The Chief Minister (CM) of Punjab, in a speech in Lyallpur, recently recited a verse, which translated into English said, “You put the lights out — I put the lights back on.” Well, perhaps, the CM might have flipped a switch on but it is definitely on delay and the lights will most likely come on just a few months before the next election cycle. The speech was delivered yesterday and today, as I sit here in Lahore, during the hottest time of the day, over the last five hours the lights have only been on for one hour. Bravo.
Long gone are the days when the CM used to recite a poem by Habib Jalib, the great revolutionary poet of Pakistan. That poem had a particular refrain in which Jalib denies the legitimacy of the then government of Ayub Khan — most suited for the CM when a PPP government ruled at the Centre. However, now that his brother sits on the throne in Isloo town, the CM has quite forgotten that poem. Especially since his family’s palaces in Raiwind have been exempted from load shedding, the CM even at his poetic best cannot recite from a poem where the opening line talks of ‘lights only in the palaces of the rulers’. And where is his time spent in Minto Park without lights?
The only person who insists on speaking the truth about load shedding is our minister of perpetual sadness, also known as the minister for load shedding. He now says that load shedding might never go away. Before the previous elections he insisted that this was really just a problem of ‘nee-at’ (righteous determination) and once his party came to power, he could make load shedding disappear with the snap of his righteous fingers. Sadly, it seems he has now seen the proverbial light and that is probably why he is perpetually so very sad.
He has been essentially replaced by a minister of state who initially went off on a rampage about electricity theft and unpaid bills. Then the poor chap suddenly stopped after he realised that most of the theft and unpaid bills were incurred by the government and the government that ruled most of the country was his own. Did he replace our minister of perpetual sadness because he himself has a head that seems too full of rather sparse, transplanted hair making him more ‘sympatico’ with his party leaders? Whatever. But all his rants have not made an iota of difference as far as load shedding is concerned.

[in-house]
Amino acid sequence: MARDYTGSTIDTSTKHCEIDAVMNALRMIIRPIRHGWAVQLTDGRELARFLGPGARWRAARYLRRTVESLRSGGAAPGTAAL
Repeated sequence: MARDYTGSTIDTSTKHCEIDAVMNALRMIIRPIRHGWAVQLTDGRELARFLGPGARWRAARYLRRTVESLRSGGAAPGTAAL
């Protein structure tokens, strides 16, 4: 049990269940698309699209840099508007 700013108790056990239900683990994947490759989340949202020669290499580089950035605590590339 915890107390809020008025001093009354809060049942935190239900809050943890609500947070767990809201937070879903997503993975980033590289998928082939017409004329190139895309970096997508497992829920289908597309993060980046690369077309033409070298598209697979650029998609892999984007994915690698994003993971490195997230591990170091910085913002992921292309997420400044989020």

And now to the other important issue: the ‘killings’ going on in Punjab, the ‘peaceful province’. In my opinion, it is time to call them executions. First was a human rights lawyer killed for representing a ‘blasphemy’ accused. Even though he was threatened during ‘court proceedings’, no higher court has taken any suo motu notice of his execution. No head of government has asked for a court of judicial inquiry and even if they do, no judge will probably agree to be a part of such a court; if that did happen, nobody in their right minds will come forward to bear witness.
The second execution was of an Ahmedi doctor, a US citizen who came to the city once known as Rabwah to take care of poor patients. He was executed for being an Ahmedi. The third execution was of a young woman stoned to death in front of the Lahore High Court (LHC) for marrying the man of her choice, a clear case of adultery and as such punishable by death through stoning. Obviously her mother will forgive the father and the brothers for this crime and that will be that.
Why do I call these killings executions? Because that is exactly what our ‘upset brothers’ would call them. And these ‘brothers’ are the ones our Prime Minister (PM) and his minister of the perpetual hair as well as the Great Khan love, respect and want to negotiate with. So, as long as our PM and his party rule Punjab, such executions will be accepted since they are entirely approved by the brand of religion that they all support. They might deny it but actions, as the old saying goes, speak louder than words.
Here I have a few suggestions for the minister of perpetual hair and his counterpart in Punjab, the only Punjab minister with hair as dark as his. First, enough declaring your ‘upset brothers’ as outlaws. You talk to them; perhaps in your hearts you actually admire them so let us stop calling their organisation forbidden or outlawed. Second, sit down and develop a master plan with them. Agree with them about the number and the sorts of people that need to be executed every month. For instance, how many Ahmedis, how many Shias, how many Barelvis, how many Christians and Hindus (are there any Hindus left in Punjab?), how many doctors or media personalities and how many ‘adulteresses’ need to be executed. The last might be a problem since these could appear anytime. Discuss names and then create a list.
If there are any people on the list that the government does not really want executed, such persons can always be warned in advance (secretly of course) and they can take a vacation abroad during the month they are on the list. However, if a person on the list survives an attack or survives the month being on the list then that person should no longer be subject to a repeat attempt at execution — an entirely sensible idea in my opinion.
As far as our PM is concerned, his statements remind me of those by Miss USA contestants. All he wants is happiness, universal peace and joy. Of course, happiness and joy for him is his and his family’s perpetual government where he and his talented brother can keep on building roads to nowhere.
Our street in Lahore was a maze of intersecting lanes. In a way it was one large extended family. ...